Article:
Tuesday, January 25, 2005

He Should Have Been a Parson

Fred W. Paxford was C.S. Lewis's gardener for more than 30 years at The Kilns. Lewis called him "our indispensable factotum". With his efficient help Lewis and Mrs. Moore planted an orchard on one side of the property, raised rabbits and chickens (for which it was Lewis's longtime task to spade worms), set out flowers, particularly a rose arbor, leveled the lawn in front of the house, and planted a vegetable patch. The character of Puddleglum the Marshwiggle in The Silver Chair is said to have been modeled after Paxford. Here are a few of his reminiscences about Lewis:

"[Mr. Jack] loved trees and would not have a tree cut down or lopped. When we wanted a few poles to make a bit of rose trellis, we had to get them when he was away for a few days, and cover the cuts with mud so they would not be seen. And when the trees were cut down opposite Magdalen College he was very cross.

It was a pity Mr. Jack could not have lived a few more years until the moon landing. He was very interested in the stars and moon and liked a trip to the observatory. How thrilled Mr. Jack would have been if he could have seen the rock and dust brought back from the moon! He would have been pleased to know that the distance had been so well-estimated by the mathematicians, as he always used to argue that they were accurate, when I used to doubt it. Funny: he used to like to have little arguments; and he never got angry in an argument. One thing we often argued about was coal. He said it was decomposed residue of vegetation, mostly giant frond. Though I am not as religious or good as I ought to be I like to think that the earth and everything it produces was made by God for the good of man: a very old-fashioned outlook now, I suppose. I wonder if by having little arguments with several people he either strengthened his own opinion or made a new one? Or if it was his way of trying to get at the truth?

Mr. Jack should have been a clergyman. He would have made a great parson. When he preached at Quarry Church, it was always packed. He had a full clear voice which could be heard all over the church; and he nearly always brought a bit of humor into the sermons; and people seemed to like this. On a few occasions I had to drive him in to Oxford to preach in St. Mary's. As he always like to be early, I parked the car and went to the service, and the church was always packed.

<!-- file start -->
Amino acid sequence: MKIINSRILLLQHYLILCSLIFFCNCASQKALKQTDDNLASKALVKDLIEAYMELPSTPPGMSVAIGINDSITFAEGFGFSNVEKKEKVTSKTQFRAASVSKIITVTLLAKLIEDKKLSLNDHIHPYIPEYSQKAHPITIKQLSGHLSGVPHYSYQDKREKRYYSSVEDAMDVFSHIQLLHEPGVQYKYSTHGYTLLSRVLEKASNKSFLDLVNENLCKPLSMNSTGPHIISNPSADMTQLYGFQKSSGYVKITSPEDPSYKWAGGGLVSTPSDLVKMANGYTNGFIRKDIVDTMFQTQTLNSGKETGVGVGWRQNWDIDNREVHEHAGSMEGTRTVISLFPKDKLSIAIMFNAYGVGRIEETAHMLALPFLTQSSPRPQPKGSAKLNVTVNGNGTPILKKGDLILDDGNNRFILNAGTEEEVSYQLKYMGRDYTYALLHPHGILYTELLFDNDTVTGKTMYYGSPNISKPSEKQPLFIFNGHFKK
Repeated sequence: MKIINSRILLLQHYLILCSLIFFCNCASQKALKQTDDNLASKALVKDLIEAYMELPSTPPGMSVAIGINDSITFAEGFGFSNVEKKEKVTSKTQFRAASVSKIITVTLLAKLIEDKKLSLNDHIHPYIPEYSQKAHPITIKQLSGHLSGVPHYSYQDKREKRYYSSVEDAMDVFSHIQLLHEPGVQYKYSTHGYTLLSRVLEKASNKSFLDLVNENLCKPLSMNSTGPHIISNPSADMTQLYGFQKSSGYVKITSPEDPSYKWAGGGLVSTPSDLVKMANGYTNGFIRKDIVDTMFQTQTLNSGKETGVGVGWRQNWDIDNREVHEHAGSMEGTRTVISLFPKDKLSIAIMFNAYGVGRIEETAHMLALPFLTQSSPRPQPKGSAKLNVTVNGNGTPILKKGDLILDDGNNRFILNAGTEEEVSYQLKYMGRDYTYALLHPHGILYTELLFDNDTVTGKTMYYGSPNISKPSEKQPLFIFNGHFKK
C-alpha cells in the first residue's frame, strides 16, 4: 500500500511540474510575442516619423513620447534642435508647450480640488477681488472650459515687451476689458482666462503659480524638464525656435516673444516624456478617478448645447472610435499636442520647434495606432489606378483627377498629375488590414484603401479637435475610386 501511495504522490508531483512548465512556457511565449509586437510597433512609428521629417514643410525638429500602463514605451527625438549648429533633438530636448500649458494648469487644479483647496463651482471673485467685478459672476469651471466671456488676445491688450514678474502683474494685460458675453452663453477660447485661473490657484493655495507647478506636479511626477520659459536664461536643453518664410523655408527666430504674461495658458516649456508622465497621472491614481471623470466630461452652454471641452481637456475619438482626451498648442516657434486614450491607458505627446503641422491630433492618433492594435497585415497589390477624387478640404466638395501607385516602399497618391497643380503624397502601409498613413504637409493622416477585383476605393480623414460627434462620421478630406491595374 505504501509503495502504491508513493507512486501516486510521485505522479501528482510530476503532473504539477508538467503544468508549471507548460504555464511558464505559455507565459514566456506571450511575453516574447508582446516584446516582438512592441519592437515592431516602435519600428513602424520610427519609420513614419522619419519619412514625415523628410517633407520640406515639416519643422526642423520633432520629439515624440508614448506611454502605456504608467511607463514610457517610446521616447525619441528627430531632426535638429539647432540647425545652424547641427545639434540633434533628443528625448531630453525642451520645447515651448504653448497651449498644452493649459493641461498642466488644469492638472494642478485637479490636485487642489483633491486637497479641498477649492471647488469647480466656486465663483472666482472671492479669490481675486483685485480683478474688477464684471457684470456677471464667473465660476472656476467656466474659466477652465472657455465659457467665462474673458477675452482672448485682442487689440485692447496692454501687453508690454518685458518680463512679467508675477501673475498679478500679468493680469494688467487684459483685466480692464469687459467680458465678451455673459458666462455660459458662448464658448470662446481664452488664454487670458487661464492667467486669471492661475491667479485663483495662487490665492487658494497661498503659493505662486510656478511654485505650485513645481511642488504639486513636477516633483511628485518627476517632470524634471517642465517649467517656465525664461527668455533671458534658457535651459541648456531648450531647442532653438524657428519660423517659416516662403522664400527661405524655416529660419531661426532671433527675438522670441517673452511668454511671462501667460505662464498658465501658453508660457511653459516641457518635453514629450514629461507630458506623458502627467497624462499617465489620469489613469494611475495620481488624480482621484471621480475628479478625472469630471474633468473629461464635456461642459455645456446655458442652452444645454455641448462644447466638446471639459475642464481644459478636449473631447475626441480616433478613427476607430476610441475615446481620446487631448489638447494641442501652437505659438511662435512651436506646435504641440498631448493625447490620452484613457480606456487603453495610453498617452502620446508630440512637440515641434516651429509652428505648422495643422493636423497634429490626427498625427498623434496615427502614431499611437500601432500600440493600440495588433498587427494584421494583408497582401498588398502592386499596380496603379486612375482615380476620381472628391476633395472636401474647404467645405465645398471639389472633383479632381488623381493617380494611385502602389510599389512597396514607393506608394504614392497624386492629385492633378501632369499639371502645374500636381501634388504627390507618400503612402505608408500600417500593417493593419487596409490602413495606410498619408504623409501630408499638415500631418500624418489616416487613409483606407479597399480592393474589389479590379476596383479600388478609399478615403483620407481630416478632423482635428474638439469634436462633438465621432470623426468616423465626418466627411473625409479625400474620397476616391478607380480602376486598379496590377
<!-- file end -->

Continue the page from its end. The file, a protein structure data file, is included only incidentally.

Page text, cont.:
Of course he was Irish, born in Belfast. But he liked England better than his own country. He liked to go to Ireland for a holiday. I asked him several times when he came back if he wouldn't like to go back to Ireland to live, and he always said no. He must have been one of the few people who liked English weather. He always said it was much better than having several months of hot sunshine and the rest of the year rain every day. And he said our weather was often used as a way to start conversation which would otherwise not have started."
~Fred Paxford, We Remember C.S. Lewis, "He Should Have Been a Parson" (2001)

On this day:

1917 Lewis (age eighteen) returns to Great Bookham, Surrey, and William T. Kirkpatrick ("The Great Knock") to prepare for Responsions, the entrance examination for Oxford University.

2 Comment(s):

At Tue Jan 25, 07:15:00 PM EST, Blogger Bob said...

"I wonder if by having little arguments with several people he either strengthened his own opinion or made a new one? Or if it was his way of trying to get at the truth?"I think this is a brilliant insight. This is the way arguments should be conducted.

At Tue Jan 25, 10:28:00 PM EST, Blogger Arevanye said...

Right! And wasn't that partially the purpose of the Inklings, as well? They could bounce their ideas off each other and argue all night, yet they were still friends afterwards.

I liked Paxford's comment about how they had to sneak around and cut branches from the trees when Lewis wasn't home, then hide the cuts with mud! He was just as much a tree lover as Tolkien, wasn't he?


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